It hardly needs to be said that the last 12 months haven't been everyone's favorite, but it does deserve to be noted that 2017 has been a remarkable year for shoegaze. If it were only for the re-raising of two central pillars of the initial scene it would still have been enough, but that wasn't even the half of it. Other longtime dreamers either reappeared or kept up their recent hot streaks, and a number of relative newcomers established their place in what has become one of the more robust rock subgenre subcultures out there.

Keep reading... Show less
Theatre

​'The Ferryman': Ephemeral Ideas, Eternal Tragedies

The current cast of The Ferryman in London's West End. Photo by Johan Persson. (Courtesy of The Corner Shop)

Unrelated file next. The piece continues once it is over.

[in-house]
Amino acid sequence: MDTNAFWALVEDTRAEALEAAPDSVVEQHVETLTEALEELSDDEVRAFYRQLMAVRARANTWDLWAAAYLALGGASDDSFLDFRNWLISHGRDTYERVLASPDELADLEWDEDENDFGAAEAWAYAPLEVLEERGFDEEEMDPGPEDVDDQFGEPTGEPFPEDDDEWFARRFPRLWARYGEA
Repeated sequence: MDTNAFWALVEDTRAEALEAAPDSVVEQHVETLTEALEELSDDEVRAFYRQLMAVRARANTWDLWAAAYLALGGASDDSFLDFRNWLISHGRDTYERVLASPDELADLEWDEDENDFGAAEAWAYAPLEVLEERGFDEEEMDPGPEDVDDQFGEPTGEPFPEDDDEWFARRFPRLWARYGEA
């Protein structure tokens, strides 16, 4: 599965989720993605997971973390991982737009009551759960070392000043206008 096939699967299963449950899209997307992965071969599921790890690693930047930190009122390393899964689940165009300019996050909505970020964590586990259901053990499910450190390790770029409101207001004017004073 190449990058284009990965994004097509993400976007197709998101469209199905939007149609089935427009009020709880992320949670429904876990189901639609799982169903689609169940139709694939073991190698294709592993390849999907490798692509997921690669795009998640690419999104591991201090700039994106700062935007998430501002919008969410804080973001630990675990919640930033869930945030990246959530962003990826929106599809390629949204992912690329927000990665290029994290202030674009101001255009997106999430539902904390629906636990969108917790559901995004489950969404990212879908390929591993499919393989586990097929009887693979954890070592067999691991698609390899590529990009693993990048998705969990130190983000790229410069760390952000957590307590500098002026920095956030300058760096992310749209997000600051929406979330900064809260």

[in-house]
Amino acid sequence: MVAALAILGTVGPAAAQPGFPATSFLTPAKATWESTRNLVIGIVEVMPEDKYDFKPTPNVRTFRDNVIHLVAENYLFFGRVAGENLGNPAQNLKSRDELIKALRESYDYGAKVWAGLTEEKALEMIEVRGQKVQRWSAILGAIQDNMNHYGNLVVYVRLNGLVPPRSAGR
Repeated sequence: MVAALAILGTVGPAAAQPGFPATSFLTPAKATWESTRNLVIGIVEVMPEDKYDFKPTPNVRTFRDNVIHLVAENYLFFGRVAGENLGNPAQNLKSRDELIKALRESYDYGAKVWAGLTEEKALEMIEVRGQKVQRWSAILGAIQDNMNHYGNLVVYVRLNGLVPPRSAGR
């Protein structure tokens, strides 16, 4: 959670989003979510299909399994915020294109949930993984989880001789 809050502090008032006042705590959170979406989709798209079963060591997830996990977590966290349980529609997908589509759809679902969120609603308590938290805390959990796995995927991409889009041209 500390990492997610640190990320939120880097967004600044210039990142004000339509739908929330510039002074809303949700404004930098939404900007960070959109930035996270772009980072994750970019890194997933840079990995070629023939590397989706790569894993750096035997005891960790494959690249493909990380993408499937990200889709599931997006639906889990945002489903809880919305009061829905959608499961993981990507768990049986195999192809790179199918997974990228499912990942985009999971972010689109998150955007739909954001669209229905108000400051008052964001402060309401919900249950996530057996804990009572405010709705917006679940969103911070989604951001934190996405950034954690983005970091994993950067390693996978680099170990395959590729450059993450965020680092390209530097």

Staggeringly multi-layered, dangerously fast-paced and rich in characterizations, dialogue and context, Jez Butterworth's new hit about a family during the time of Ireland's the Troubles leaves the audience breathless, sweaty and tearful, in a nightmarish, dry-heaving haze.

"Vanishing. It's a powerful word, that"

Northern Ireland, Rural Derry, 1981, nighttime. The local ringleader of the Irish Republican Army gun-toting comrades ambushes a priest and tells him that the body of one Seamus Carney has been recovered. It is said that the man had spent a full ten years rotting in a bog. The IRA gunslinger, Muldoon, orders the priest to arrange for the Carney family not to utter a word of what had happened to the wretched man.

Keep reading... Show less
10

Aaron Sorkin's real-life twister about Molly Bloom, an Olympic skier turned high-stakes poker wrangler, is scorchingly fun but never takes its heroine as seriously as the men.